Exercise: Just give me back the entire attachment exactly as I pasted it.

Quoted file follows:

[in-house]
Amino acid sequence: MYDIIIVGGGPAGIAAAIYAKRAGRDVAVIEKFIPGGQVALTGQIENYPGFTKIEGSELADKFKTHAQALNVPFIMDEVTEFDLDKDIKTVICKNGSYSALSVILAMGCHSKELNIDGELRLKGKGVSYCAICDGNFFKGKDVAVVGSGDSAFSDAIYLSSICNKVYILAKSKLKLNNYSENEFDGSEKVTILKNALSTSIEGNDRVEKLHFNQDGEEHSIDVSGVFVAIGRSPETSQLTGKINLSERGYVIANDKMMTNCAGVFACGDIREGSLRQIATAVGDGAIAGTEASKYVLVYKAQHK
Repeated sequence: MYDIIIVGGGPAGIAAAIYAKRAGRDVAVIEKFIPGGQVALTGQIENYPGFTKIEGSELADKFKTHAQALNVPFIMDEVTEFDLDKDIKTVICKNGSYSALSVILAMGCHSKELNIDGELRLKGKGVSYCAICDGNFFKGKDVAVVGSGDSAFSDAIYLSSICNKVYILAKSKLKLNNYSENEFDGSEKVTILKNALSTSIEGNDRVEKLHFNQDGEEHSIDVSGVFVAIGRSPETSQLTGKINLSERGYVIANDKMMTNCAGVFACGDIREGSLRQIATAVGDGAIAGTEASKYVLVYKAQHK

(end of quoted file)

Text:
[in-house]
Amino acid sequence: MYDIIIVGGGPAGIAAAIYAKRAGRDVAVIEKFIPGGQVALTGQIENYPGFTKIEGSELADKFKTHAQALNVPFIMDEVTEFDLDKDIKTVICKNGSYSALSVILAMGCHSKELNIDGELRLKGKGVSYCAICDGNFFKGKDVAVVGSGDSAFSDAIYLSSICNKVYILAKSKLKLNNYSENEFDGSEKVTILKNALSTSIEGNDRVEKLHFNQDGEEHSIDVSGVFVAIGRSPETSQLTGKINLSERGYVIANDKMMTNCAGVFACGDIREGSLRQIATAVGDGAIAGTEASKYVLVYKAQHK
Repeated sequence: MYDIIIVGGGPAGIAAAIYAKRAGRDVAVIEKFIPGGQVALTGQIENYPGFTKIEGSELADKFKTHAQALNVPFIMDEVTEFDLDKDIKTVICKNGSYSALSVILAMGCHSKELNIDGELRLKGKGVSYCAICDGNFFKGKDVAVVGSGDSAFSDAIYLSSICNKVYILAKSKLKLNNYSENEFDGSEKVTILKNALSTSIEGNDRVEKLHFNQDGEEHSIDVSGVFVAIGRSPETSQLTGKINLSERGYVIANDKMMTNCAGVFACGDIREGSLRQIATAVGDGAIAGTEASKYVLVYKAQHK